► Governor Jared Polis is fighting it out with the federal government as Colorado rushes to get enough ventilators to patients. From The Denver Post:
Colorado was making a deal with a manufacturer for an order of much-needed ventilators when the Federal Emergency Management Agency swooped in and took it themselves, Gov. Jared Polis told CNN on Friday night.
It was one thing for states to be competing among themselves for vital resources to fight the novel coronavirus, Polis said. Now they’re competing against the federal government, too.
“Either be in or out,” Polis told CNN’s Don Lemon. “Either you’re buying them and you’re providing them to states and you’re letting us know what we’re going to get and when we’re going to get them. Or you stay out, and let us buy them.”
Prior to Polis’ comments, CNN reported that Colorado had an order canceled for 500 ventilators, among other supplies, because the items were being bought by FEMA. A congressional source told CNN that Colorado was told it was not on the priority list and the state would have to find its own supplies.
The former intelligence community inspector general, who informed Congress of the whistleblower complaint that led to President Donald Trump’s impeachment, said Sunday that he believes Trump fired him for doing his job.
Michael Atkinson said in a statement that he was “disappointed and saddened” by Trump’s decision to oust him on Friday, with the President stating that Atkinson did not have his “fullest confidence.”
“It is hard not to think that the President’s loss of confidence in me derives from my having faithfully discharged my legal obligations as an independent and impartial Inspector General, and from my commitment to continue to do so,” Atkinson wrote.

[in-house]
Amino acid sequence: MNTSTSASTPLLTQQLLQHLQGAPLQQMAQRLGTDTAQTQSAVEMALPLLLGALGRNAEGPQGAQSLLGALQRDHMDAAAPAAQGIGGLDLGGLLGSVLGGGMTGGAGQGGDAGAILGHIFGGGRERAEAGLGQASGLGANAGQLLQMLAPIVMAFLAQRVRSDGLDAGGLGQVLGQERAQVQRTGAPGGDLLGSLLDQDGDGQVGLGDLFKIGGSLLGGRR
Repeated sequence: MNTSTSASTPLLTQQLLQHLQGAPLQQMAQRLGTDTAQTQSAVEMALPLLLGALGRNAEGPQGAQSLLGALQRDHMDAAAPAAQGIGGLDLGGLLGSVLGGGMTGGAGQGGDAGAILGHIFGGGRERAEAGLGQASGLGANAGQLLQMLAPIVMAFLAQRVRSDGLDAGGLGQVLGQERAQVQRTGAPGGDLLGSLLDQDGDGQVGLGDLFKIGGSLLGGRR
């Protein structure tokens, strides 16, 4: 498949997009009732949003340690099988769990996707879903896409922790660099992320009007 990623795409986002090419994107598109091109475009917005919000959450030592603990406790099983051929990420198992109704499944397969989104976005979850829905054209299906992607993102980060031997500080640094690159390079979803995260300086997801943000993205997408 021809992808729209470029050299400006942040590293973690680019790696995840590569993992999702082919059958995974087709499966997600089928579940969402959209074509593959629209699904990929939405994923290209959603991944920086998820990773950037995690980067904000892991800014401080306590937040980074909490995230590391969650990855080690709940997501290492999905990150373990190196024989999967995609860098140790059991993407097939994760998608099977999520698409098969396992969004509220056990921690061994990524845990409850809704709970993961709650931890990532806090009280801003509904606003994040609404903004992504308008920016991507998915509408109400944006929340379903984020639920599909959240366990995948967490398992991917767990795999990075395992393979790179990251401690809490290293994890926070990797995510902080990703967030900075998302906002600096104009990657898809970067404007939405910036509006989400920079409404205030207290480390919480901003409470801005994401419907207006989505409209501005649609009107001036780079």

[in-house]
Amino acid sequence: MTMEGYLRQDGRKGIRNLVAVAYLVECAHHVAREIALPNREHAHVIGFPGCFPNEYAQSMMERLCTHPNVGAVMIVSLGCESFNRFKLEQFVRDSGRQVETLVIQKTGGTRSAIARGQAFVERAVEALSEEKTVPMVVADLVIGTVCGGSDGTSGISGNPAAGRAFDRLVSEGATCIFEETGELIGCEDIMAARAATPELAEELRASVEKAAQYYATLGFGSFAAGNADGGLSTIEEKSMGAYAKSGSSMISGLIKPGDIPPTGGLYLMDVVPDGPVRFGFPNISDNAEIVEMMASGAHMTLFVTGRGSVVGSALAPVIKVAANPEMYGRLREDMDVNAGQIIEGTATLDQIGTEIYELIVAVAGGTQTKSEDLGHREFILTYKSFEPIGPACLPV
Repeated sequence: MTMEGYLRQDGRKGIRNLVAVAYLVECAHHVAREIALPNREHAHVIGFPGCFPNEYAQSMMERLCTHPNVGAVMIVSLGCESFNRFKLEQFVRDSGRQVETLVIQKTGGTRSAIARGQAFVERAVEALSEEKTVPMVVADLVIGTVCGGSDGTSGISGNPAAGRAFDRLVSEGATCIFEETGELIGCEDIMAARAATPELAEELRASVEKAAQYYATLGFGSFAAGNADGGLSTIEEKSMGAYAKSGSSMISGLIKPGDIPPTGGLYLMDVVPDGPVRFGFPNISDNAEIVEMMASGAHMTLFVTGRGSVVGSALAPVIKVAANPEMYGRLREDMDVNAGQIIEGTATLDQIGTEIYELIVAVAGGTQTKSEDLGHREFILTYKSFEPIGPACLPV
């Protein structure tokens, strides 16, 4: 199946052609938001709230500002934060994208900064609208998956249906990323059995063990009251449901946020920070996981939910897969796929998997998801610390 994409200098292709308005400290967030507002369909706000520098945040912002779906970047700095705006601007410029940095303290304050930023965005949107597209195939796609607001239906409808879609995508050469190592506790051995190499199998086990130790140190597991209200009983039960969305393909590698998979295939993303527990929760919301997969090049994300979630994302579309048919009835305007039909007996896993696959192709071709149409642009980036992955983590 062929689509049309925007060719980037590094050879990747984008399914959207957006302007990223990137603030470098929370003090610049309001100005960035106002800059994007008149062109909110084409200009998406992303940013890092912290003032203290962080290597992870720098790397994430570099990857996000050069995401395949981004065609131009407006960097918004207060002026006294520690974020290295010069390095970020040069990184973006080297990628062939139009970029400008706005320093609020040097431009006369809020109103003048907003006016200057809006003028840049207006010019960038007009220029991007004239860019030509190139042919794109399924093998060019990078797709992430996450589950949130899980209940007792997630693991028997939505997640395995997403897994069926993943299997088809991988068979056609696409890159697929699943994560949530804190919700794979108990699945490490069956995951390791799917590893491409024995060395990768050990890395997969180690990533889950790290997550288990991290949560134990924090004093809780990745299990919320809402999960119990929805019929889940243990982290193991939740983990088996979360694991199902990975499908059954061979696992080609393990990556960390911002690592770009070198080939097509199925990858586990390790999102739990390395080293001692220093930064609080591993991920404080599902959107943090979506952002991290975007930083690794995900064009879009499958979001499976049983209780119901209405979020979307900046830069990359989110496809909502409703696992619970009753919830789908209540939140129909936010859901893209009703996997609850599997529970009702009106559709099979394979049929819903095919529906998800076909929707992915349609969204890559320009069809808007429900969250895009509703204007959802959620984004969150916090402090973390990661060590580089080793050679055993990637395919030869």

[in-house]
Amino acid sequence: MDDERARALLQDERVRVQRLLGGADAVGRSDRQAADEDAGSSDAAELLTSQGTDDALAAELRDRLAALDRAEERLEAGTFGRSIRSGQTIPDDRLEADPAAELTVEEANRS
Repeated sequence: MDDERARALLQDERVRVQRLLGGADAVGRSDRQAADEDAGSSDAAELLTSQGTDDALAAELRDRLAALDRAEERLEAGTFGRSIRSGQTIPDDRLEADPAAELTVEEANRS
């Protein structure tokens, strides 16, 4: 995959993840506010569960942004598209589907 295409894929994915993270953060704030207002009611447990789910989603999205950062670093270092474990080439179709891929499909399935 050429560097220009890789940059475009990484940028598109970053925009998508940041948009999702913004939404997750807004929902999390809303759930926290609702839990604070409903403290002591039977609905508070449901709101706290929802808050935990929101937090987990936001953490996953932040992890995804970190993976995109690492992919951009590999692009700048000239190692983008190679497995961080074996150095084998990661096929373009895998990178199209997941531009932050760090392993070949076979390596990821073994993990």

► As Politico reports, President Trump’s brief uptick in public support has already dissolved:
Support for President Donald Trump’s handling of the coronavirus pandemic has diminished over the past two weeks, according to a new survey, with a majority of Americans now disapproving of his response to the public health crisis.
An ABC News/Ipsos poll released Friday reports that 52 percent of respondents disapprove of his management of the deadly outbreak, while only 47 percent approve.
The president’s latest rating in the survey shows Trump’s support backsliding from the levels he achieved in mid-March, when more than half of Americans, 55 percent, approved of his response and 43 percent disapproved.
► The Denver Post looks at small businesses and nonprofit organizations in Colorado that are taking advantage of the new Paycheck Protection Program created from coronavirus stimulus funding.
► Never one to dismiss a grudge, President Trump is taking every opportunity to kick former Attorney General Jeff Sessions — who is again running for U.S. Senate in Alabama — square in the nuts. As CNN explains:
President Donald Trump’s campaign has sent a letter to Jeff Sessions demanding the former attorney general stop using Trump’s name in his campaign materials for his US Senate bid.
“We only assume your campaign is doing this to confuse President Trump’s loyal supporters in Alabama into believing the President supports your candidacy in the upcoming primary run-off election. Nothing could be further from the truth,” wrote Michael Glassner, chief operating officer of the Trump campaign, to Sessions in the letter obtained by CNN and first reported by The New York Times.
Trump has long held a grudge against his former attorney general, whose recusal from the Russia investigation in early 2017 led to the appointment of special counsel Robert Mueller.